Several trials were ongoing in cases of violent attacks against Roma and some defendants received heavy sentences. The government continued to fail to eliminate segregation of Romani children in the educational system. Concerns were raised over amendments to the law on treatment of migrants.
Following parliamentary elections in May, the President appointed a new centre-right coalition government in July. In September, the government dismissed the state Human Rights Commissioner. No successor had been appointed to the post at the end of the year.
In October, two high-level officials at the Ministry of Education responsible for integration of Romani children into mainstream education resigned from their posts in protest against the new government’s failure to prioritize equal education for Romani children.
The Supreme Administrative Court decided to dissolve the Workers Party (Dělnická strana) on the grounds that its programme involved incitement to national, racial, ethnic and social hatred and that it presented a threat to democracy.Top of page
Roma faced overt public hostility and several trials of attacks against Roma were pending. Roma continued to experience discrimination, including segregation in schools and housing.
Segregation of Roma children in schools for pupils with “mild mental disabilities” and Roma-only schools and classes continued. Three years after the judgement of the European Court of Human Rights, which confirmed the prohibition of separate and inferior education of Roma, the government still failed to eliminate discrimination within the country’s educational system.
The Czech School Inspectorate found in March that 35 per cent of all children diagnosed with “mild mental disability” were Roma, while in some regions the percentage amounted to more than 50 per cent.
In reaction to the report, the Public Defender of Rights (Ombudperson) stated in April that “the consequence of the assessment method applied to Romani children by psychologists of School Advisory Centres is their segregation outside the mainstream education, thus resulted in them being denied access to good quality education.” The Ombudsperson also found that it was discriminatory that one third of the children diagnosed as mentally disabled were Roma.
The government had adopted a National Action Plan for Inclusive Education in March, although it did not address discrimination on the basis of ethnic origin nor did it include a concrete timeline for the desegregation of Czech schools. The implementation of the Action Plan was then postponed by the new Minister of Education, who also rejected amendments to two Ministry Regulations aimed at eliminating some of the discriminatory barriers faced by Romani children in accessing education in mainstream schools.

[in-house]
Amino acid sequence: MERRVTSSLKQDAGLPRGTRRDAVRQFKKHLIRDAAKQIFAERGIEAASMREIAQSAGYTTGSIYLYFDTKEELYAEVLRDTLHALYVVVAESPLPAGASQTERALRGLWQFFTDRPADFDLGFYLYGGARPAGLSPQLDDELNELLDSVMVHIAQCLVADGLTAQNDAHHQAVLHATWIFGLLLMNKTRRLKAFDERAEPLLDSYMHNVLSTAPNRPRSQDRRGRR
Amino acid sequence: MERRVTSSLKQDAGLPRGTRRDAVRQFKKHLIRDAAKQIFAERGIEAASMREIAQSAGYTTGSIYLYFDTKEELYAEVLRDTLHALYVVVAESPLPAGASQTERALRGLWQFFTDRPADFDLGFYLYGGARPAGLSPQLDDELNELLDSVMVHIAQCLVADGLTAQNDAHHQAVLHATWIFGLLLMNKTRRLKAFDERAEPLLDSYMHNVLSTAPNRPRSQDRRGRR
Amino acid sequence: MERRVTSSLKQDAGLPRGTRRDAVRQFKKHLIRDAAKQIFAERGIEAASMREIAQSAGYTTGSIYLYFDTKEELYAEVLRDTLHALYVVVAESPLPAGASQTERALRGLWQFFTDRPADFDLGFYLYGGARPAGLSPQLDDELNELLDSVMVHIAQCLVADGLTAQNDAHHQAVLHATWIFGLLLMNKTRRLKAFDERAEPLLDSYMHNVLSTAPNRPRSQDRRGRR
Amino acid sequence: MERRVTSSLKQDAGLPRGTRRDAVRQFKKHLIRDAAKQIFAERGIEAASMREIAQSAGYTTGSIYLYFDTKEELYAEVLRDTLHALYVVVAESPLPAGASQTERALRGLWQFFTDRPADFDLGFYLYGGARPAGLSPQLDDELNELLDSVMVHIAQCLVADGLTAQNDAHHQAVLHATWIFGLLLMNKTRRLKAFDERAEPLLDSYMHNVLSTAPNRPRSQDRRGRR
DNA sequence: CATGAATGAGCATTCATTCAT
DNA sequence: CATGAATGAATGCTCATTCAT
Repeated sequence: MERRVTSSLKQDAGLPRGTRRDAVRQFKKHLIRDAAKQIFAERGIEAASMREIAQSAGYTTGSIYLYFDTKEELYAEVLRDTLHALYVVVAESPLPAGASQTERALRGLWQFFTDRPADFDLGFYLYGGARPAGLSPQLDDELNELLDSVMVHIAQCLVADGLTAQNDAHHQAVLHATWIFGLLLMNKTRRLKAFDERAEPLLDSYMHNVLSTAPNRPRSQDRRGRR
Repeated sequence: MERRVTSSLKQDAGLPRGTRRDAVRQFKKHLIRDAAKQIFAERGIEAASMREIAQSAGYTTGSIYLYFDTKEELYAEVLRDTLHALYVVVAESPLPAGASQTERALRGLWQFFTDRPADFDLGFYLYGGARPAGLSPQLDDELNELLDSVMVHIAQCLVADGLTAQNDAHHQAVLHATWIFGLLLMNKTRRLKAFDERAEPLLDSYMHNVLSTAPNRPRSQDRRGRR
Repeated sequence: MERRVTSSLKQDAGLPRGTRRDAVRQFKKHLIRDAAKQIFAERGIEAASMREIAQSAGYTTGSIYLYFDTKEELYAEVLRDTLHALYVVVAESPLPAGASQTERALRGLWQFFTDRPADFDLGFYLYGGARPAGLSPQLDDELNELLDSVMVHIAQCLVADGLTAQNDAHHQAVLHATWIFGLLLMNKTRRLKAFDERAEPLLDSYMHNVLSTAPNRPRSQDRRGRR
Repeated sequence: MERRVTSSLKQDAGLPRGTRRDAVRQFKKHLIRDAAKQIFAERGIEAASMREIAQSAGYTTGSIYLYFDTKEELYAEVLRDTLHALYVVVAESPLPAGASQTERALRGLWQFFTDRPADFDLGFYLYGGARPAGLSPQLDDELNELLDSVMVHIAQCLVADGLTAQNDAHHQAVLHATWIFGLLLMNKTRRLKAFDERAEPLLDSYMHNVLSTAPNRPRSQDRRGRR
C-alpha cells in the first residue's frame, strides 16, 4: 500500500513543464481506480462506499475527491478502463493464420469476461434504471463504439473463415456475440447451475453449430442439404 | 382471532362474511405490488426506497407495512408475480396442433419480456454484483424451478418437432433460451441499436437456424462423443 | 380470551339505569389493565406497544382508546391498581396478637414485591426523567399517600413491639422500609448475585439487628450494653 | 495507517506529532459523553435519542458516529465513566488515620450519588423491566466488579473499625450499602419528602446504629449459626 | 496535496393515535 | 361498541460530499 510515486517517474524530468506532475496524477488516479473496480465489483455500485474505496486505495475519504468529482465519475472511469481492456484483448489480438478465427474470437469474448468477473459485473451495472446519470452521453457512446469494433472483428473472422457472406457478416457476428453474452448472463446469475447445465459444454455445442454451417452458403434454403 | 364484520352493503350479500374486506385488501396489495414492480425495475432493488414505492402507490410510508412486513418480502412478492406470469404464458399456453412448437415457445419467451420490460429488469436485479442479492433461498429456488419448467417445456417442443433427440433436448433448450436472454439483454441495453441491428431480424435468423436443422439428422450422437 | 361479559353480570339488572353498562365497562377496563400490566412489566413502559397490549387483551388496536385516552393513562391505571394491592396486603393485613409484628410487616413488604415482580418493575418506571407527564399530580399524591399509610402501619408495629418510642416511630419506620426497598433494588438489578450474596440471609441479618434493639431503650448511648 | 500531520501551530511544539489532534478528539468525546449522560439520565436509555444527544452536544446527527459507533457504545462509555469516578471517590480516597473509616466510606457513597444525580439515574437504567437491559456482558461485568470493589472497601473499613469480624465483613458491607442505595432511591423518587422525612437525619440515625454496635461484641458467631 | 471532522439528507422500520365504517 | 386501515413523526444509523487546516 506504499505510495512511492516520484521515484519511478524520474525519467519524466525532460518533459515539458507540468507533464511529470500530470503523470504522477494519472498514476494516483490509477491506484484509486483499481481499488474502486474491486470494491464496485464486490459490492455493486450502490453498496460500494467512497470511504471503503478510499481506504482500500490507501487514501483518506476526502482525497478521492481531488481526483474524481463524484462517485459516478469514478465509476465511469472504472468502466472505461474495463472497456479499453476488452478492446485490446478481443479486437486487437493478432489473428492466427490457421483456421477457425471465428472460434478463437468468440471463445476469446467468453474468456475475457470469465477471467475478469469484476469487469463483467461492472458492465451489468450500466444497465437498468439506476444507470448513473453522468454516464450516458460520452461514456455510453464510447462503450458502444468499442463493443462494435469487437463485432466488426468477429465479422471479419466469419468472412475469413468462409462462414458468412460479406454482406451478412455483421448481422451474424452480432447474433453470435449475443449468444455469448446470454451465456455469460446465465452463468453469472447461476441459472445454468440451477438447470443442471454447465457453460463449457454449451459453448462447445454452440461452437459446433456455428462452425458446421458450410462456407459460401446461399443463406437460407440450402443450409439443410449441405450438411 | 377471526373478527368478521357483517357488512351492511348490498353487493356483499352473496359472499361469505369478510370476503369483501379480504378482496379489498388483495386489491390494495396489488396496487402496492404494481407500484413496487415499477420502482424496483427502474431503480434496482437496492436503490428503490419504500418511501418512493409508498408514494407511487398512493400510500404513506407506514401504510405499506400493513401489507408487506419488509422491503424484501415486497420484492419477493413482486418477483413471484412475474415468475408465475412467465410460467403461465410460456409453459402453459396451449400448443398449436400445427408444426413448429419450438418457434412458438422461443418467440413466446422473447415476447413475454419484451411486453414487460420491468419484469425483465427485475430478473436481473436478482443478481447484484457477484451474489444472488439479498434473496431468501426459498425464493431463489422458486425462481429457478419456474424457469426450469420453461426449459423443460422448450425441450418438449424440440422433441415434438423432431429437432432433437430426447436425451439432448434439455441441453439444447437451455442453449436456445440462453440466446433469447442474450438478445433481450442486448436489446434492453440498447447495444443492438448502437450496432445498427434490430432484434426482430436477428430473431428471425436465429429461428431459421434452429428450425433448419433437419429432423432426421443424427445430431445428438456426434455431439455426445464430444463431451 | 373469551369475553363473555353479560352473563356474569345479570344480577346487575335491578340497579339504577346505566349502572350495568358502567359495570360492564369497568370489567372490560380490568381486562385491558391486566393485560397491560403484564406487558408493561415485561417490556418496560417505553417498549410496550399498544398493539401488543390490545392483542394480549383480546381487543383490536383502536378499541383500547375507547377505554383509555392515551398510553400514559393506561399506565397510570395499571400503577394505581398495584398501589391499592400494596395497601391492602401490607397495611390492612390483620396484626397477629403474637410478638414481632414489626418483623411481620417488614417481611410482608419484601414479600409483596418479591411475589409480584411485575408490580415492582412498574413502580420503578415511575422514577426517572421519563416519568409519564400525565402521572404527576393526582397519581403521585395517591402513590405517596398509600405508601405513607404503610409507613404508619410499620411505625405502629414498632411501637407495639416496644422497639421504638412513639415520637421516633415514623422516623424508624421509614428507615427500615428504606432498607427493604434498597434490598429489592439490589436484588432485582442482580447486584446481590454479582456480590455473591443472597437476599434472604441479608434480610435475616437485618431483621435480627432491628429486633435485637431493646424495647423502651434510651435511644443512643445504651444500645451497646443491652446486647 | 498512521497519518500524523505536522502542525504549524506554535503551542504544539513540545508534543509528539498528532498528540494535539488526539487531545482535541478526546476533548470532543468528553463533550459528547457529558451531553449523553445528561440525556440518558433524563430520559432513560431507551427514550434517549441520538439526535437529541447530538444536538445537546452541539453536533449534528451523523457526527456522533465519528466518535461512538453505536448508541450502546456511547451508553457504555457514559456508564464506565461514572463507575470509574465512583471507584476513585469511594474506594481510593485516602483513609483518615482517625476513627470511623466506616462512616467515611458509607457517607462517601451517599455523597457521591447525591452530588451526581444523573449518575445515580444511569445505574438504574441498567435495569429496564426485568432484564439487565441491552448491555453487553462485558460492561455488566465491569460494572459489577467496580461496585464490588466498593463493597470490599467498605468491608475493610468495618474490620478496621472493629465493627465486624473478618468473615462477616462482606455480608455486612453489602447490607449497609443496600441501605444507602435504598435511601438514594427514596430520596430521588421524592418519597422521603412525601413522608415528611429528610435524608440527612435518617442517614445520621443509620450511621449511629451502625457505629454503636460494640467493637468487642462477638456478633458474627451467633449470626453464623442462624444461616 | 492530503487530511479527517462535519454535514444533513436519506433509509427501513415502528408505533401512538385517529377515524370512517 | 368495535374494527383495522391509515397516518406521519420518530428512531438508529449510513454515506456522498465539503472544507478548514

After his November visit, the Council of Europe Commissioner for Human Rights stated that “[t]here has been virtually no change on the ground in the Czech Republic since the European Court … found three years ago that the country had discriminated against Roma children by educating them in schools for children with mental disabilities.” On 2 December, in the review of the implementation of the judgement, the Committee of Ministers of the Council of Europe encouraged the government to implement the Action Plan without delay, and to address the situation of pupils placed in the wrong schools.
The Ombudsperson found in September that the municipality of Vítkovice district in Ostrava significantly violated legal regulations in cases of Roma applicants for permanent residence. He raised concerns that additional administrative requirements – such as an interview with officials – for Roma when applying for permanent domicile might constitute discrimination. The NGO Z§vůle práva representing the Roma applicants had notified the Ombudsperson’s Office and also filed a civil complaint in 2009 against the practice of the municipality. The civil case was pending at the end of the year.
Despite expressing regret over past enforced sterilizations, the government failed to implement legislative changes to ensure free, prior and informed consent for sterilizations. In October, the CEDAW Committee recommended that the government review the three-year time limit in the statute of limitation for the enforcement of compensation claims in cases of enforced sterilizations.
The parliament adopted an amendment to the Act on the Stay of Foreigners in December. The new legislation, extending the maximum period of immigration detention from six to 18 months, gave rise to concern.Top of page